Dig Baton Rouge

Film in Review

By Bill Arceneaux

There’s something inherently wrong with adding bells and whistles to a story that became famous for its lack thereof. Paranormal Activity became a hit based off of its word of mouth marketing campaign, giving people expectations and anticipation for something they weren’t aware of previously. The movie delivered, in one way or another, by utilizing all of its SMALL budget and limited equipment. From there…reverse evolution set it. Everything devolved. And it’s the old “bigger is better” idea that’s to blame. In Paranormal Activity: The Ghost Dimension – the supposed finale to this franchise – we get the culmination of all the added effects and lore. What was scary for presenting unknown and unseen forces now reveals all. Sort of.

Number six in the series, The Ghost Dimension is essentially the same story as all the others (except maybe for The Marked Ones, the Leprechaun in the Hood point), where a young family moves into a new home, experiences some spooks, tapes everything, learns some information, and all goes downhill. The only difference is the addition of a VHS camera that can “see” spirits. By spirits, I mean those squiggly lines you get when squinting a bit too hard. They float around, unformed at first, like specks of dust in the air. My viewing was in 2D, but I suspect 3D would’ve been just as lame.

A bunch of old tapes are discovered, unraveling most of the backstory and mythology of the series involving a cult and the birth of a demon. The child in the family starts speaking with the apparition made of squiggly goop, and a priest comes to exterminate it. Eventually, blah blah blah, then blah.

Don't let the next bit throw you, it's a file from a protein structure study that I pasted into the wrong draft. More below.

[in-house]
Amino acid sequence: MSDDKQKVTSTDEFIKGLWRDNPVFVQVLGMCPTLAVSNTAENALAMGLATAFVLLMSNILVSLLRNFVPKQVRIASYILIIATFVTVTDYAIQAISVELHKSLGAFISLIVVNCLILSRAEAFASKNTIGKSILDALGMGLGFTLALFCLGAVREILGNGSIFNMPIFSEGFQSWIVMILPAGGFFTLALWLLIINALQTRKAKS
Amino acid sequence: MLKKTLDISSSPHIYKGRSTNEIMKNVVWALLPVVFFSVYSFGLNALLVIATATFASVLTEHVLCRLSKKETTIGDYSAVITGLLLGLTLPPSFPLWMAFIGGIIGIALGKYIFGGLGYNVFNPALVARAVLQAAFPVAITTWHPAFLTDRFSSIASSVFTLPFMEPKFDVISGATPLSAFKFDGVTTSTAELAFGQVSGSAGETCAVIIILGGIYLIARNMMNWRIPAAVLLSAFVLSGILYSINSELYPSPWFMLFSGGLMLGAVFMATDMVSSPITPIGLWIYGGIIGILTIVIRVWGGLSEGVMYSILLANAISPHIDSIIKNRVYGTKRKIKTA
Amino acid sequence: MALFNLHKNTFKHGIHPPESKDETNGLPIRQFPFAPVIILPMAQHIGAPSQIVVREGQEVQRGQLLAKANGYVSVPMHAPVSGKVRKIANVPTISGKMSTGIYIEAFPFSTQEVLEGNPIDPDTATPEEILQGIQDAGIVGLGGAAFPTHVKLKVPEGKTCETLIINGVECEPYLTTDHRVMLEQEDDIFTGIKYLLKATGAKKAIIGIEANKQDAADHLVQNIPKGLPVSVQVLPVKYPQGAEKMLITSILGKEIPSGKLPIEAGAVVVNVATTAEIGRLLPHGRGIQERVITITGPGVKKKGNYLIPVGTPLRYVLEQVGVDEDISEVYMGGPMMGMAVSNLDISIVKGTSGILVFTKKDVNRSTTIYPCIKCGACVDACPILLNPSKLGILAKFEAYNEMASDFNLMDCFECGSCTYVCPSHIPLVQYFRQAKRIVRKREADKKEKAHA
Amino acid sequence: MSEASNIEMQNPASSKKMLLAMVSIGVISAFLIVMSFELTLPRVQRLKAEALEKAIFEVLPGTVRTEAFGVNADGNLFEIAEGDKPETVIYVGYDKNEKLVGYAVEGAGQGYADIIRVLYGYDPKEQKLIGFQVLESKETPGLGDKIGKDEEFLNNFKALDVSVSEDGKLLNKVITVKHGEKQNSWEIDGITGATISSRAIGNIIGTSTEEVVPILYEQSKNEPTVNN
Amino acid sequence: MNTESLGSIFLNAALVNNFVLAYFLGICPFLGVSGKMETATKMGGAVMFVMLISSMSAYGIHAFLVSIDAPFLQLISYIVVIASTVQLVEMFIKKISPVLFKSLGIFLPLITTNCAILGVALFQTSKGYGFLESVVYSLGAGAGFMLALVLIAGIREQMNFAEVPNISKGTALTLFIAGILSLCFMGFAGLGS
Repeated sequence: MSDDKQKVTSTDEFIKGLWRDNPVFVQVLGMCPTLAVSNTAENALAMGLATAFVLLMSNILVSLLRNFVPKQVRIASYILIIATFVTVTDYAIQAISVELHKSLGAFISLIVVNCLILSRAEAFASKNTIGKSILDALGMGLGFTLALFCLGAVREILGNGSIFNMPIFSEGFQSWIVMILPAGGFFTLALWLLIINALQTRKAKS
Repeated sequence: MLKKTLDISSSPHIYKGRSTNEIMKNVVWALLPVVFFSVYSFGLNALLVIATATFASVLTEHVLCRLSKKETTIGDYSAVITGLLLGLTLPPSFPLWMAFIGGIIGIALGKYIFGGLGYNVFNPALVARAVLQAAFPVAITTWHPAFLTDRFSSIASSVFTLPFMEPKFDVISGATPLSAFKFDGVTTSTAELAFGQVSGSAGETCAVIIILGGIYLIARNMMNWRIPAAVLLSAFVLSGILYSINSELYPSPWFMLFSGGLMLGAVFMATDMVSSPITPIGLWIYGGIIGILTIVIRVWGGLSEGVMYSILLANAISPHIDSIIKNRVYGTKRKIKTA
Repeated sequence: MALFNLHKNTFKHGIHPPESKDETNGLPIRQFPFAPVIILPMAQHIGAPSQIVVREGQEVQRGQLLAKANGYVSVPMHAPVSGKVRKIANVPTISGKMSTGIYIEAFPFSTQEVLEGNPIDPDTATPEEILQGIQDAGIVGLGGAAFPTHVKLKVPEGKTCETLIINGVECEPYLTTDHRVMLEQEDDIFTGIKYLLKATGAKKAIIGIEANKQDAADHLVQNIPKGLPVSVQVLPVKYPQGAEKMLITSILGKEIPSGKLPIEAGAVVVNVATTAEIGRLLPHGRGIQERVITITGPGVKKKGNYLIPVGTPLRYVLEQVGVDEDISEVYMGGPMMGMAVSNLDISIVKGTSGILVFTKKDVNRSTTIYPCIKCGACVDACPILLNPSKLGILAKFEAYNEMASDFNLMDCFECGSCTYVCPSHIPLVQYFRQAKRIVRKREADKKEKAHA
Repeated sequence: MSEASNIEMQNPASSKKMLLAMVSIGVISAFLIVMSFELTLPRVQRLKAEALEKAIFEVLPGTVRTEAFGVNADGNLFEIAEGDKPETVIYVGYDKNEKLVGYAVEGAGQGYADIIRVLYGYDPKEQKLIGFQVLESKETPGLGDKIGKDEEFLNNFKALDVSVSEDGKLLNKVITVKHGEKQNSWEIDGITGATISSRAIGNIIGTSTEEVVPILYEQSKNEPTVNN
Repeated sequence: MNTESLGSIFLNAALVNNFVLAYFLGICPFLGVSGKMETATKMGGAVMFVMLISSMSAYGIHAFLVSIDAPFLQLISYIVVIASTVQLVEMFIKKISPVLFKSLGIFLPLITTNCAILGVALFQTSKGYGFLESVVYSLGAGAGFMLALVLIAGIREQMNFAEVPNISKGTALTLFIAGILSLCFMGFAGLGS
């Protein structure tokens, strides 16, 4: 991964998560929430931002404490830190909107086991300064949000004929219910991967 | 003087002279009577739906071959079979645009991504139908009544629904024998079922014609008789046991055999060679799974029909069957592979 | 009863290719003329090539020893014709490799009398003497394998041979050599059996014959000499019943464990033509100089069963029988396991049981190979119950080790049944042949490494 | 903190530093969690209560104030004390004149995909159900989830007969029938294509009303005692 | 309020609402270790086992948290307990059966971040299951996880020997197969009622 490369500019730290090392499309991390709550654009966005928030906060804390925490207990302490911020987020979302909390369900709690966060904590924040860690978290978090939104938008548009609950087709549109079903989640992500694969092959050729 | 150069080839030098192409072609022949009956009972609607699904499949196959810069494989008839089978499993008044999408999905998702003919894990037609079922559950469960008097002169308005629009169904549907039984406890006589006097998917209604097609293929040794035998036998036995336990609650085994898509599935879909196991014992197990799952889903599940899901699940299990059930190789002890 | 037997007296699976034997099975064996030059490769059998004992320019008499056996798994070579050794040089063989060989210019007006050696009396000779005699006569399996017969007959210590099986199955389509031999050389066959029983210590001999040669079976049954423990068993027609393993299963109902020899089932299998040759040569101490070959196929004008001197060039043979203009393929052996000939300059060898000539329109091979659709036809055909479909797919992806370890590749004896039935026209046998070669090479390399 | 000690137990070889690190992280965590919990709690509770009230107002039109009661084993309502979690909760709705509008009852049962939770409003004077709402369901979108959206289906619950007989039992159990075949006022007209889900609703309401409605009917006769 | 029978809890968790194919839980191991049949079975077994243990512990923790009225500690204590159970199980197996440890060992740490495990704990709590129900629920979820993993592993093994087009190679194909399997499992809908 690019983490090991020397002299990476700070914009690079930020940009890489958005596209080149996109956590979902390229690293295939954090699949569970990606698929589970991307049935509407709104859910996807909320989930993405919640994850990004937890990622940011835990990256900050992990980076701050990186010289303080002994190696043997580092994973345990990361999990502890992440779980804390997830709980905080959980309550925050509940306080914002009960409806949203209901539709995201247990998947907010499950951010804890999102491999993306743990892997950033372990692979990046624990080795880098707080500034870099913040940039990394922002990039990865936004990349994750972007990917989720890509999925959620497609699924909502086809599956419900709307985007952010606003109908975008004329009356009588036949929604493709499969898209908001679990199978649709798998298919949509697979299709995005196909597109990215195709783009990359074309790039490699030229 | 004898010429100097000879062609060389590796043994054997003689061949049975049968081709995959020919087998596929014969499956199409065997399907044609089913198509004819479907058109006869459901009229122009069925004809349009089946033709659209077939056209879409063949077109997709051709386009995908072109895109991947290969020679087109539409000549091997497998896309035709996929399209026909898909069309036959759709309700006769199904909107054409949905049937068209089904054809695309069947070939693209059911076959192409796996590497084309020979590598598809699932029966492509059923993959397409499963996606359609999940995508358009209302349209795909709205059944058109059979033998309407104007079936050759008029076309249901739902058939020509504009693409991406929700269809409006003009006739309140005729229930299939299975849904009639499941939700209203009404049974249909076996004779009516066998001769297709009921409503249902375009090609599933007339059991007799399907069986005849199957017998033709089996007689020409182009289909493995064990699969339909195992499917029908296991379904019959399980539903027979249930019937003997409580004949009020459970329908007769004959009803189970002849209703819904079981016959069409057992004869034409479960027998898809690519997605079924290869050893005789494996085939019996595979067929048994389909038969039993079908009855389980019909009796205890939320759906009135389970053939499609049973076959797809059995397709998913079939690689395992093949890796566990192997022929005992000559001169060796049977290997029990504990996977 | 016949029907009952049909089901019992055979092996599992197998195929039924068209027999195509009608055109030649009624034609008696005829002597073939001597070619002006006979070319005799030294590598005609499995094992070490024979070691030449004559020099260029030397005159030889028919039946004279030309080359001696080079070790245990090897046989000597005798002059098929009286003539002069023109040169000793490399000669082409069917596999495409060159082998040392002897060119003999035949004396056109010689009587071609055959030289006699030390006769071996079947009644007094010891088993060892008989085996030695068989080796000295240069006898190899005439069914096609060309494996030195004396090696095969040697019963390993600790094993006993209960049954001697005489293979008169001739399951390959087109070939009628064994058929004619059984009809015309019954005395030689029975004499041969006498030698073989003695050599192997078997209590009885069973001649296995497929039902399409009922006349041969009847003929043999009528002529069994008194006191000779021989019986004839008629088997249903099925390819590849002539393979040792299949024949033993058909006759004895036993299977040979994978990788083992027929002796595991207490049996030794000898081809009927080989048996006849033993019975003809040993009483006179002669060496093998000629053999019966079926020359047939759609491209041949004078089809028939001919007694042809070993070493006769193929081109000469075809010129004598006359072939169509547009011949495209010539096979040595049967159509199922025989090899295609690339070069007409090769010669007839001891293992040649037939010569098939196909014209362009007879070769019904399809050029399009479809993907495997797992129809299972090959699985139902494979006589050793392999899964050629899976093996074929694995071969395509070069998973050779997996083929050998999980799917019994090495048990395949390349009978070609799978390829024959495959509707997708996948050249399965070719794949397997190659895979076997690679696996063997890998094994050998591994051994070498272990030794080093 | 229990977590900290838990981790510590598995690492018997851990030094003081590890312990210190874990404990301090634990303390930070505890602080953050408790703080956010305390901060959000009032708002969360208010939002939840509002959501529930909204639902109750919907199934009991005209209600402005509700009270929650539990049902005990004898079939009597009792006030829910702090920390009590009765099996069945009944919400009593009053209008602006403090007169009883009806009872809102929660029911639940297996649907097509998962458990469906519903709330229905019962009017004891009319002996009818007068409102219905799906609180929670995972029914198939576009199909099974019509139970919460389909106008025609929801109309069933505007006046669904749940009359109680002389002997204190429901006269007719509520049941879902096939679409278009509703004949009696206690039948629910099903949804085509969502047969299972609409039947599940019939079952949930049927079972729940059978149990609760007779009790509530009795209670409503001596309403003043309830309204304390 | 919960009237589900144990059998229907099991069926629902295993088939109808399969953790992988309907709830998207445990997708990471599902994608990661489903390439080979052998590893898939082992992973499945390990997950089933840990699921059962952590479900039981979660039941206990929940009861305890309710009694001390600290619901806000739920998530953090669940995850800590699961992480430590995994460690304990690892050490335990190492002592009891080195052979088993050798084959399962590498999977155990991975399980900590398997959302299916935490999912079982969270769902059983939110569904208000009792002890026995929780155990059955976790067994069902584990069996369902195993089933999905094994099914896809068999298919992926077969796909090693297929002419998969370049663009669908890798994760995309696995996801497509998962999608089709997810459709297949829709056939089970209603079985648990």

The Ghost Dimension is an epic slog of silliness, where every character automatically believes in anything. The level of gullibility on display is off the charts. Of course, in the context of the story, it’s all real, but skepticism is only common. And expected. And human. The reveals are poor, the effects are boring, and the show-offy attitude is sad and pathetic.

If I remember correctly, the studio behind the series planned on financing original projects at smaller budgets, in hopes of making another hit. Instead, they just milked this one dry. There’s something inherently wrong with that.

For Halloween, watch a classic. Watch The Exorcist. Watch The Silence of the Lambs. Don’t watch money burn on a screen – it’s depressing.

1 / 5 *s

For more from the author, follow him on Twitter @BillReviews and visit his page at Medium.com/Flicker-Fading


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